Chia Sisters co-founder Florence Van Dyke was recently invited to attend the Te Hono Bootcamp, an annual intensive programme aimed at building connections across New Zealand's food and fibre sector. Florence shares her reflections of her experience.
In the last week of June I spent four days at Te Hono Bootcamp hosted by Ngāpuhi at the Waitangi Treaty Grounds. Te Hono is a partnership between the leaders of Aotearoa New Zealand’s food and fibre sector, businesses, iwi and government agencies. I was invited on behalf of Future Food Aotearoa: a founders movement to accelerate the growth and impact of future food businesses from New Zealand.
We listened and learned from Stanford University’s top business school professors including Robert Burgleman the brain behind the ‘blue triangle’ ‘green triangle’ business models; Prime Minister Jacinda Ardern on the opportunities and challenges facing New Zealand’s agricultural sector; and a global leader on Climate Change Johan Rockström Postdam Institute for Climate Impact Research.
Most importantly we had the opportunity to ‘hono’, to ‘connect’ with leaders across dairy, meat, wool, horticulture, foresty, crop, plant-based foods, iwi, government and trade. We connected in true bootcamp style at 5:30am boxing classes, conference by day and hangi and Kono wines by evening, all from a special place of connection for Aotearoa: the grounds of Te Tiriti o Waitangi.
We delved into and debated some of the big questions around the future of the food and fibre sector in Aotearoa. Here are my top learnings:
In Aotearoa, we have a unique opportunity to learn from Te Ao Māori, a Maori worldview.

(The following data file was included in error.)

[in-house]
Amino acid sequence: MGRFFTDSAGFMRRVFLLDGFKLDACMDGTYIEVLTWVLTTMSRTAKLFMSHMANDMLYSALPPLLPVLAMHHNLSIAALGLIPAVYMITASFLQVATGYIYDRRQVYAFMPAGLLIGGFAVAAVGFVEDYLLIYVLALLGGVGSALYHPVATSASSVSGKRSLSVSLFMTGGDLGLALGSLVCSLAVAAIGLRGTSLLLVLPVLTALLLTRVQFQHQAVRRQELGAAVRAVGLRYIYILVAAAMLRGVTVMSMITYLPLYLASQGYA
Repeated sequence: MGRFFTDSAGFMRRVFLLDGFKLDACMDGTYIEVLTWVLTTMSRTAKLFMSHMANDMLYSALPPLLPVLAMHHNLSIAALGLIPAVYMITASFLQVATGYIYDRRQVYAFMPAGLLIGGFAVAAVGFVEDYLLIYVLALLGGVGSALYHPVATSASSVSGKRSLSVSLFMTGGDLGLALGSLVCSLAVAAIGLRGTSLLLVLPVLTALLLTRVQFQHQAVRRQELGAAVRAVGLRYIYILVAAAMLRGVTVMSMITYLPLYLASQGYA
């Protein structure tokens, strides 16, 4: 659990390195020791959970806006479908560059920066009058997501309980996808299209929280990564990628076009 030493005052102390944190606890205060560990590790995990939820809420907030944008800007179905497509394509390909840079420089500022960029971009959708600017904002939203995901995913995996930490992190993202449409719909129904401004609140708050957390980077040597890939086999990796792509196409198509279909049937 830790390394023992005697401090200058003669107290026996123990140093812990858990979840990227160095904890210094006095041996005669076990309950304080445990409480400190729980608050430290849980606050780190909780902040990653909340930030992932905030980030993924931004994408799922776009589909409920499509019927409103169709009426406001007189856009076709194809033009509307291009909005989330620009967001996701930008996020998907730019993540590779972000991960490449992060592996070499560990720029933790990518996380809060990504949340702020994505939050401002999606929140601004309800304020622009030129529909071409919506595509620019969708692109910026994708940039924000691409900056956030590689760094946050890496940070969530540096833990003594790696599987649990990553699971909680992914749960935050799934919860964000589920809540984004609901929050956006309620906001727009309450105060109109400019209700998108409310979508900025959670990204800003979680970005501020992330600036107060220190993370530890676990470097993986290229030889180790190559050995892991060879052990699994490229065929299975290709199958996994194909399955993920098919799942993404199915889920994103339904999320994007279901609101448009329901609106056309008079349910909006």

The manaaki by Ngāpuhi at Waitangi, from the pōwhiri to the kapa haka performance to the whakawātea was felt by all across the week. We have the opportunity to learn from Maori, to understand manaakitanga and to understand whakapapa. If we can do this in the right way we will have our own unique blueprint for sustainability and best business practice. We will have a leading edge on the world stage and an authentic story worth sharing.
Climate change is the biggest threat to our generation.
Unless we make radical changes, it will have severe consequences for the generations to come. Dr Rod Carr the Chair of the Climate Change Commission and Johan Rockström Postdam Institute for Climate Impact Research talked through what some of these changes might look like. The impacts of climate change on market behaviour will affect all of the New Zealand food and fibre sector. Mark Kennedy of Kantar discussed how leadership on climate change plays into consumer demands. Taking leadership on sustainability and in particular climate change is not only the right thing to do for the planet; but a core driver of business growth today and in the future. Mariana Mazzucato took this narrative one layer deeper in her session ‘ a Moonshot Guide to Sustainable Growth’ where we discussed mission-oriented research and innovation. We discussed the importance of using new strategies to tackle global issues like climate change through choosing the best public and private partners possible, welcoming uncertainty and placing public value at the heart of innovation.
New Zealand has an opportunity to succeed in sustainable meat production.